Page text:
Preferably, said first value represents the mean of the unsigned value of m samples of said outgoing signal previous to said weight change and said second value represents the mean of the unsigned value of n samples of said outgoing signal previous to said weight change, where m is greater than n. This arrangement has the advantage that said scaling factor may be easily computed.
In preferred embodiments of the present invention, the said m samples comprise all previous samples taken in the current period of operation of the apparatus.
In some embodiments of the present invention, n equals 1, the second value thus being the unsigned value of current sample of the microphone output signal. This has the advantage that the computational requirements of the apparatus are further reduced.
In preferred embodiments of the present invention, n is greater than 1.
The advantage of increasing the magnitude of n is that the stability of the model of the feedback path is increased.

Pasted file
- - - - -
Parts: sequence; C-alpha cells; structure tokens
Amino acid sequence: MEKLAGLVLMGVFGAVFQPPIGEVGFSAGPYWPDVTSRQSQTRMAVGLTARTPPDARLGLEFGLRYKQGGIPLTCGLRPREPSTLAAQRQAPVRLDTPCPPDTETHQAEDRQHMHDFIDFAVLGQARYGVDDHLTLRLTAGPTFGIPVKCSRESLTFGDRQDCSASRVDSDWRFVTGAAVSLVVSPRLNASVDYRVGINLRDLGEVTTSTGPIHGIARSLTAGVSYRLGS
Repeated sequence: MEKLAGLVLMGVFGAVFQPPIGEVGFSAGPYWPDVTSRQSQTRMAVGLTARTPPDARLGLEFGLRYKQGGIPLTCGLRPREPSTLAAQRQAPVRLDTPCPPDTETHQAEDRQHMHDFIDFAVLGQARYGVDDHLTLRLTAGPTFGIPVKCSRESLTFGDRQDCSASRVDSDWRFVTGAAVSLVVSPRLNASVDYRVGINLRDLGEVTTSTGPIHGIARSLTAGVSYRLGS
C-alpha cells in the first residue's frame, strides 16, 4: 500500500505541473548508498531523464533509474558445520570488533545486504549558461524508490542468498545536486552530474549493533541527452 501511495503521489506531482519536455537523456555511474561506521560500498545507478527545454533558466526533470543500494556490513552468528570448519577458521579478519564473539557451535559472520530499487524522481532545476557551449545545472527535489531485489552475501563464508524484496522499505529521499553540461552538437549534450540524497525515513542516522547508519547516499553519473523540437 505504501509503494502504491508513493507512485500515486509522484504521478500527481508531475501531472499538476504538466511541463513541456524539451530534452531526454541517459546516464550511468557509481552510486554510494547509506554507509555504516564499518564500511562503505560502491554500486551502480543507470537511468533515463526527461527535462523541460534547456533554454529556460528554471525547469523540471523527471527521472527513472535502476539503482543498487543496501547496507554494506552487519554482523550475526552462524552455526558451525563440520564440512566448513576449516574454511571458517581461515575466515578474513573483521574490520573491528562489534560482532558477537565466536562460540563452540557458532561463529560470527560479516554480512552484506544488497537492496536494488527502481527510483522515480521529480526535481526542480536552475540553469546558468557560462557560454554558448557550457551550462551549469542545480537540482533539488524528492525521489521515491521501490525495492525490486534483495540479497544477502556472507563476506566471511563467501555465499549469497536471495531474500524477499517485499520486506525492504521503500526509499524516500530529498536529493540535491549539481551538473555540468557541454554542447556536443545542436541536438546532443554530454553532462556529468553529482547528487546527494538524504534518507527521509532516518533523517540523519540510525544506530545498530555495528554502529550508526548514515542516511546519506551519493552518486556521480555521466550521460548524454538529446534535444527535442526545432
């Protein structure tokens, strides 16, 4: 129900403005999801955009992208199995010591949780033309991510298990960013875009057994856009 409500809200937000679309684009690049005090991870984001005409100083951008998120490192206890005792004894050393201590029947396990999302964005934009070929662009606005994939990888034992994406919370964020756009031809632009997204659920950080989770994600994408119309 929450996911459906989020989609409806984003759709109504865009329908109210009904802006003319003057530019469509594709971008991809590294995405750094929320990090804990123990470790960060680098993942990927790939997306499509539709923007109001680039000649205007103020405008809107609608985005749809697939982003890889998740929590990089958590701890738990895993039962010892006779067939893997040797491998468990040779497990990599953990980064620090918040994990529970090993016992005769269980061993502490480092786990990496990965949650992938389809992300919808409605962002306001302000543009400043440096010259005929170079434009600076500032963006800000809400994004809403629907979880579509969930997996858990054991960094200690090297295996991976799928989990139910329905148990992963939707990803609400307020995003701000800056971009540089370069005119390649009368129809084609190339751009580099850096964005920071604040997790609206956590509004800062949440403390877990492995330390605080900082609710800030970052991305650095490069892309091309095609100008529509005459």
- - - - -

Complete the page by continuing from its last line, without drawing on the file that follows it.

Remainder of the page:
Advantageously, said search algorithm may be a least mean squares gradient search algorithm. In the operation of a least mean squares algorithm, it is assumed that the instantaneous squared error is equal to the mean squared error. In other words, it is assumed that the instantaneous value of the squared corrected outgoing signal is identical to the mean value of the squared corrected outgoing signal. This assumption is an assumption which fails when the statistical parameters of the incoming signal are non-stationary, e.g. when the incoming signal represents a speech signal. The presence of the scaling factor of the present invention compensates for the invalidity of that assumption in those circumstances.
Preferably, if said second value is less than a threshold value then said second value is set to said threshold value. This arrangement has the advantage that large changes to the weights as a result of very low values of the outgoing signal are avoided.
Preferably, if the power of said incoming signal is less than an incoming signal power threshold value then said second value is set to a predetermined value. This arrangement has the advantage that problems caused by local noise masking the remote signal are alleviated.